I had a friend tell me a few weeks ago that her daughter’s track coach cautioned the team not to ease up on running over the summer break. They were to keep it up because the coach was aware of research that showed that when a physical habit, such as running, is relaxed to the point where they miss more than a week, their physical ability reverts back further than where they were when they first started. This is especially true for girls and running. To allow the relaxing of a habit will undo all the hard work of establishing the habit in the first place and may set you back even further.

It is important to remember that it doesn’t take the same amount of work to maintain a habit once established as it does to form it in the first place. It requires diligence to stay on top of it but nowhere near the same effort to maintain it. Think about your habit of brushing your teeth. When you were a 3-year-old learning to brush your teeth every day, it required all your will power plus the insistence of Mom, to brush your teeth well every day. But now that you are an adult and this habit is firmly entrenched, you no longer exert any of the energy you first did. It is now so automatic you barely think about it at all. This is true for our children as well.

Here are the steps again.

General steps to form a habit

1. Teach it.
2. Look with expectancy that they can do it. Say little and allow the child to do their own work of thinking through the steps.
3. After 2-3 weeks the habit should be formed.
4. Do not allow dawdling to come back in at this point. New brain pathways have been forged and to go back on them at this point would undo the habit forming.

When is a habit successful?

“The education of habit is successful in so far as it enables the mother to let her children alone, not teasing them with perpetual commands and directions––a running fire of Do and Don’t; but letting them go their own way and grow, having first secured that they will go the right way, and grow to fruitful purpose.” Vol 1, p134

We train them in habits first by instructing them in the way of the habit, then let them think of it and do it for themselves. Once they know how, they need to think through the steps themselves and then do them. Resist the urge to prod them for each step. Otherwise, you are training them to rely on your memory, rather than their own. If they really can’t remember then, of course, help them. But always toward the purpose of having them learn and do it for themselves.

Developing specific habits pertaining to their education

Habit of thinking

  • Give them the right sort of lessons — Give them books!

“We need not labour to get children to learn their lessons; that, if we would believe it, is a matter which nature takes care of. Let the lessons be of the right sort and children will learn them with delight.” Vol 6, p99

James Clear says that the second law of behavior change is “make it attractive.” Mason is essentially saying the same thing. Make the lessons delightful. Mason believed that rich meaty ideas through well-written living books of a narrative nature are the feast that is naturally engaging and delightful to the minds of children. Ideas are stimulating food for the mind and will grow their thinking muscle.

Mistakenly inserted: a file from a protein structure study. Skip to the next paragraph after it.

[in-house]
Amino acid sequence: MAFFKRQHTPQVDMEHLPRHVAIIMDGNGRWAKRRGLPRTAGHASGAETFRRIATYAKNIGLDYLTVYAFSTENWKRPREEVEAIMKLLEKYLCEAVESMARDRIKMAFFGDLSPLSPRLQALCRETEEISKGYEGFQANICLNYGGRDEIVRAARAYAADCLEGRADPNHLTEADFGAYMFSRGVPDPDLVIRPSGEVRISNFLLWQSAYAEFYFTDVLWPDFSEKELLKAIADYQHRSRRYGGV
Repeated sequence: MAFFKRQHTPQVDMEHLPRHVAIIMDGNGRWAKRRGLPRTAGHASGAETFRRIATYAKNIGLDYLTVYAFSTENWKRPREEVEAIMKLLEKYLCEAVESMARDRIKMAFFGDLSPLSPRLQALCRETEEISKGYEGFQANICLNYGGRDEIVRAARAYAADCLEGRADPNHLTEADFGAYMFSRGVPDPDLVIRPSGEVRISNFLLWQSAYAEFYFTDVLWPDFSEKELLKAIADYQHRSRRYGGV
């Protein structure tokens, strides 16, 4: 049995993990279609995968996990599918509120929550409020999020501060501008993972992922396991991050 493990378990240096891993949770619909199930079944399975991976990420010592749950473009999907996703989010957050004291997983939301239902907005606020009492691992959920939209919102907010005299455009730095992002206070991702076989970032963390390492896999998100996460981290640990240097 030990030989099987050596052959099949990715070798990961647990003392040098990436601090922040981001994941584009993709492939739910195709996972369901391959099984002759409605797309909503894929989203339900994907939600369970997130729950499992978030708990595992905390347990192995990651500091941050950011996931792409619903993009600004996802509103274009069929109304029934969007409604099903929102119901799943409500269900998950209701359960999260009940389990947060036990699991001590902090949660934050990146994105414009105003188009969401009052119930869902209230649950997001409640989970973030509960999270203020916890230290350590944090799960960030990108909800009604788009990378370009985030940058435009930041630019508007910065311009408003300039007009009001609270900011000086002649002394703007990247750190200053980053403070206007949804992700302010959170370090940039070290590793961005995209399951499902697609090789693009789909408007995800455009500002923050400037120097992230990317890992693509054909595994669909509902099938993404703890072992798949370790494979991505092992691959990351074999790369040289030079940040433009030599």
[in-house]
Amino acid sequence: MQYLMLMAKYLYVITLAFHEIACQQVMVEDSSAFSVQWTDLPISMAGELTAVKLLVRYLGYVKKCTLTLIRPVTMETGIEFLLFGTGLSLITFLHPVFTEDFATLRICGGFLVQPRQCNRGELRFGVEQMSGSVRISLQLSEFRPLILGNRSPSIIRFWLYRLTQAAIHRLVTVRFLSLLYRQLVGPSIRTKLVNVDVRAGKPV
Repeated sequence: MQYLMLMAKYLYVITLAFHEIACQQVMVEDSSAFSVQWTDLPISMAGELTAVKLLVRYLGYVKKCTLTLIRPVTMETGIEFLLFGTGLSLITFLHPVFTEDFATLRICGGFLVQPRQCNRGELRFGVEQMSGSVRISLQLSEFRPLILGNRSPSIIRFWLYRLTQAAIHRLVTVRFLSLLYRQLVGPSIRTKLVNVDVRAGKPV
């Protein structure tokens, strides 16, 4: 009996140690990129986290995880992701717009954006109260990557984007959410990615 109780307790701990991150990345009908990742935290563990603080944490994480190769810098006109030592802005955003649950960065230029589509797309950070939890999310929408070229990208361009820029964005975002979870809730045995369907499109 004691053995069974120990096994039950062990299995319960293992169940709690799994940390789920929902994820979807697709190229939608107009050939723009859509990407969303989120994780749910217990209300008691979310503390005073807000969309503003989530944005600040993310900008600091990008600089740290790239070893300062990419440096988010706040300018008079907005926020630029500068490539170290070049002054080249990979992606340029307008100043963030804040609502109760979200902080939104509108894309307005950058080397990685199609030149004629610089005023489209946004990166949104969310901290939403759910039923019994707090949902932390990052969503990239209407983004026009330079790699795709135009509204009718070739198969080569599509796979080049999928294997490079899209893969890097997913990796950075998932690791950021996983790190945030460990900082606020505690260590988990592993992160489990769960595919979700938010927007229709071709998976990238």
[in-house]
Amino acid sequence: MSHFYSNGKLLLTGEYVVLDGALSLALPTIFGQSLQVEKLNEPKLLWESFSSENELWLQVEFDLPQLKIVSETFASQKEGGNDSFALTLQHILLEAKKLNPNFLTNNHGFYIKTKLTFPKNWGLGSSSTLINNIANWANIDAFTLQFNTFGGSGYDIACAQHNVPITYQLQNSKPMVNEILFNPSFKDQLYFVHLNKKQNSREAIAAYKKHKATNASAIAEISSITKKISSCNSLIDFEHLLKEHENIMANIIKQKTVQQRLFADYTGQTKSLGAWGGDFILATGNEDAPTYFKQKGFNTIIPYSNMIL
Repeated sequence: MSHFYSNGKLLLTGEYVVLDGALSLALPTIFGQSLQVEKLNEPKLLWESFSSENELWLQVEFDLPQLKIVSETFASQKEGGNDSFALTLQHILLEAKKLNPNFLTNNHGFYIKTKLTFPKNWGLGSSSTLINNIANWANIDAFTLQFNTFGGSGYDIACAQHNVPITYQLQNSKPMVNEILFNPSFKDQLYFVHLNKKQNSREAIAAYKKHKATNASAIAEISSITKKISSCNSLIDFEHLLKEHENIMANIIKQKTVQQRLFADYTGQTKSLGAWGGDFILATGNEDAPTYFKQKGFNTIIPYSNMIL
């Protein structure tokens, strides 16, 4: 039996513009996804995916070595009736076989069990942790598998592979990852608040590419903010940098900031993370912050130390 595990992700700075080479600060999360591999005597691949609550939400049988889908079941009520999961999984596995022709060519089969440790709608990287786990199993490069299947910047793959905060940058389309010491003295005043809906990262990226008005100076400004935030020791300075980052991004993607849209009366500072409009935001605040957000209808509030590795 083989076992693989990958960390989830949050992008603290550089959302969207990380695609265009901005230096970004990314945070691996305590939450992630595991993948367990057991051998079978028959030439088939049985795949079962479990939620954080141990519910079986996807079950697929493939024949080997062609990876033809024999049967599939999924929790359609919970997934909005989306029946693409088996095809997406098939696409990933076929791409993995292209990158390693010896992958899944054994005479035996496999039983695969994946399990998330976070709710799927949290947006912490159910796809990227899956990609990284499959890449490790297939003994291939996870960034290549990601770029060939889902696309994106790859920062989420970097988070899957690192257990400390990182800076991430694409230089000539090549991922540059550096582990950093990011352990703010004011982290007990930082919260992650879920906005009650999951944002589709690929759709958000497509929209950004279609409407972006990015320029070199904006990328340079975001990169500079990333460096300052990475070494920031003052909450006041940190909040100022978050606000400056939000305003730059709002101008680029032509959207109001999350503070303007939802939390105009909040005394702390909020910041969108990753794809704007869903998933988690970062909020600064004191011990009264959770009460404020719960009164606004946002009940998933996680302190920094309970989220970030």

• Sow the idea lightly and casually — Give them books!

“It is possible to sow a great idea lightly and casually and perhaps this sort of sowing should be rare and casual because if a child detect a definite purpose in his mentor he is apt to stiffen himself against it.”p102

Mason says the best way is to give the children great books with heroes of good character from which to train habits of right thinking that, over time, give rise in the children’s minds to gain the same opinion.

In Atomic Habits, James Clear talks about identity as the deepest aspect of behavior change. How you identify yourself, what you believe about yourself, has a deep impact on what you do. It is the difference between thinking, “I try to run” compared with, “I am a runner.” The person who identifies as being a runner will be more motivated to run every day than someone who just tries to run. How we identify ourselves matters. As we give living books to our children that contain ideas of honor, nobleness, compassion, faithfulness, etc. the hope is that our children will take these ideas as their own—that these ideas will become part of their identity. In other words, that virtuous ideas become part of their habit of thinking which, Lord willing, will result in good doing.

When E-age-10 (at the time) and I read about the life of Teddy Roosevelt, we were astounded at the boundless energy, the zest for life, and the sheer amount of activity he fit into any given day. Whatever you think about his politics, the ideas of working hard and using your time wisely that came out through this book have not been lost on my daughter. They continue to work, albeit under the surface, to form her habits of thinking virtuously which, Lord willing, will produce good doing.

“We have seen the value of habit in mind and morals, religion and physical development. It is as we have seen disastrous when child or man learns to think in a groove, and shivers like an unaccustomed bather on the steps of a new notion. This danger is perhaps averted by giving children as their daily diet the wise thoughts of great minds, and of many great minds; so that they may gradually and unconsciously get the courage of their opinions. If we fail in this duty, so soon as the young people get their ‘liberty’ they will run after the first fad that presents itself; try it for a while and then take up another to be discarded in its turn, and remain uncertain and ill-guided for the rest of their days.”p104

Habit of attention